Non-vessel-operating common carriers, as they are called, don’t depend on rate increases to make a profit, because they mark the rates up to their customers, but they worry that low rates will force carriers to cut back on the level of ocean services they resell.
“When you drop your rates across the board, no one wins,” said Michael Cadden Troy, CEO and founder of Troy Container Line, a U.S.-based NVOCC that wholesales vessel space to 3PLs and other NVOCCs.
“With the rates going down to where they are now or where they were two or three years ago, it takes out the possibility of carriers offering services that we need as NVOs and quite honestly the consumer needs,” Troy said.
The problems for carriers, of course, is that demand is flat, especially on the major east-west trades, and a record amount of new vessel capacity is slated for delivery this year, which will increase the size of the container fleet by 9 percent, according to Alphaliner.“Total volumes on the trans-Pacific and trans-Atlantic with the U.S. will probably remain somewhat flat this year,” said Frank Guenzerodt, president and CEO of Dachser USA, a unit of Germany-based Dachser, one of the largest European NVOCCs.
As a result he thinks it will be hard for carriers to sustain their proposed general rate increases. “Rates on the trades with the U.S. are going to continue to be volatile especially on the trans-Pacific,” he said. “If you go back 10-15 years, you had one negotiation and the rate was set. Now we have a monthly GRI, of which some stick and some don’t. It’s a very fluid situation with renegotiation of rates almost on a weekly basis. So I think it’s going to continue that way through 2013 as carriers try to make their losses back.”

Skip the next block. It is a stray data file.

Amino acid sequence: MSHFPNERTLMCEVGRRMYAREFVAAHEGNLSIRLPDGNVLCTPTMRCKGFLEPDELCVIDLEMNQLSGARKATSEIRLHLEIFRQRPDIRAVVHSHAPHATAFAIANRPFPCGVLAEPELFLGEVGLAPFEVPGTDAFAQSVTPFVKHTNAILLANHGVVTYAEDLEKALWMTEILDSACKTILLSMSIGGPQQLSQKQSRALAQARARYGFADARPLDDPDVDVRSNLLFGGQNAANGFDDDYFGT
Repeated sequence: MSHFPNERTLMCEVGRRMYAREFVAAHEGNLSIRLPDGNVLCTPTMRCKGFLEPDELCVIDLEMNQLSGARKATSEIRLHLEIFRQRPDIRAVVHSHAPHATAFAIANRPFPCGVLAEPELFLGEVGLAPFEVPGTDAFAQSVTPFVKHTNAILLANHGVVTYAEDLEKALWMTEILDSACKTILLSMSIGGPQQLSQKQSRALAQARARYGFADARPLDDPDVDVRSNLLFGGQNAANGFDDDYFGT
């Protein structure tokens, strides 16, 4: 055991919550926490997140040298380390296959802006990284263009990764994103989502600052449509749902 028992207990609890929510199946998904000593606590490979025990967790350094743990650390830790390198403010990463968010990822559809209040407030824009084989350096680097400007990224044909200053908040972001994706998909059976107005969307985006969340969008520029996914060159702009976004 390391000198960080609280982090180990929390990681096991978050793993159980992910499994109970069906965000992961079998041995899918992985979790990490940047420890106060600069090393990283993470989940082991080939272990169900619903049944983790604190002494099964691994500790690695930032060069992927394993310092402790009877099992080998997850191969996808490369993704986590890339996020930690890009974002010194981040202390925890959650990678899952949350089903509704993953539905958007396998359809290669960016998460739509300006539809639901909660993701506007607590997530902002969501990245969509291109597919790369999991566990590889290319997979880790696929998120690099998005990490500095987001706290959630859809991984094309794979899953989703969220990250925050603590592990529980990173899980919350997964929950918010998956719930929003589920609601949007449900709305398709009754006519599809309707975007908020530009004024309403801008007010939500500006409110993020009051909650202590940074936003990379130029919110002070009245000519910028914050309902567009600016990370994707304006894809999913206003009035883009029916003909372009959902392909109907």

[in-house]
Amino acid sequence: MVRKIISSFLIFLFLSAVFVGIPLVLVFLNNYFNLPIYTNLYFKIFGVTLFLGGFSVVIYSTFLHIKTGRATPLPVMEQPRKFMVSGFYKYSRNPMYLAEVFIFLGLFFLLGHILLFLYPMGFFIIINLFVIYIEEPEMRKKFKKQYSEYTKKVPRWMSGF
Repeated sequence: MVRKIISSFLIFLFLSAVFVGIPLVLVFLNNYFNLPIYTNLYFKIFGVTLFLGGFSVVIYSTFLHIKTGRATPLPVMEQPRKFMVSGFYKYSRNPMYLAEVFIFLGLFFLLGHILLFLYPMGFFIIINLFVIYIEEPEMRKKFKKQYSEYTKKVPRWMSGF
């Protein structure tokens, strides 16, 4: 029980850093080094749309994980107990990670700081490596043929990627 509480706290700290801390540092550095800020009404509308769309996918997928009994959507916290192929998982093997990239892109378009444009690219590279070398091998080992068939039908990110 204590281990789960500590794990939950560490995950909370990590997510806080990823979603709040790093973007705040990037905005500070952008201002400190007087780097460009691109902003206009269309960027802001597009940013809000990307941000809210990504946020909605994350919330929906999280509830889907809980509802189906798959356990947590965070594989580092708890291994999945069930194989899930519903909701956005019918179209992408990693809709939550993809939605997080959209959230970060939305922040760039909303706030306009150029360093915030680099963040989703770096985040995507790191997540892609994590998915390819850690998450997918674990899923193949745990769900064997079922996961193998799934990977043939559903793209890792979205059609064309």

But he thinks new ship deliveries are likely to undermine GRIs. “There will be a downward pressure on rate levels again. I don’t think we’ll see the $800 per TEU rate to the West Coast again, but at the moment they are attempting levels that are not sustainable.”
Unless carriers can manage the new capacity coming to market by slow steaming and idling or scrapping of vessels, they won’t be able to sustain rates, because all it takes is one carrier to set off a ripple of rate cuts, Troy said.
“Unfortunately with the capacity coming on stream, there’s not a lot of patience in our industry. Carriers look at volume where the costing is not always looked at as deeply as it should be. Some carriers want to be larger so they are looking at more volume,” he said.
“I don’t think it helps the carrier industry. If you have an asset like many of the carriers that have invested millions and millions, if not billions, in their assets, then you need to see if there is the possibility to maintain rates,” he said. “Having those assets afloat every day, you need a return.”
Troy said the number of carriers has been shrinking every year. “The more they shrink, the less competitive the market becomes. The carriers need to be strong and make money; otherwise you have less direct services, prices going up, but services going down because you have less competition,” he said.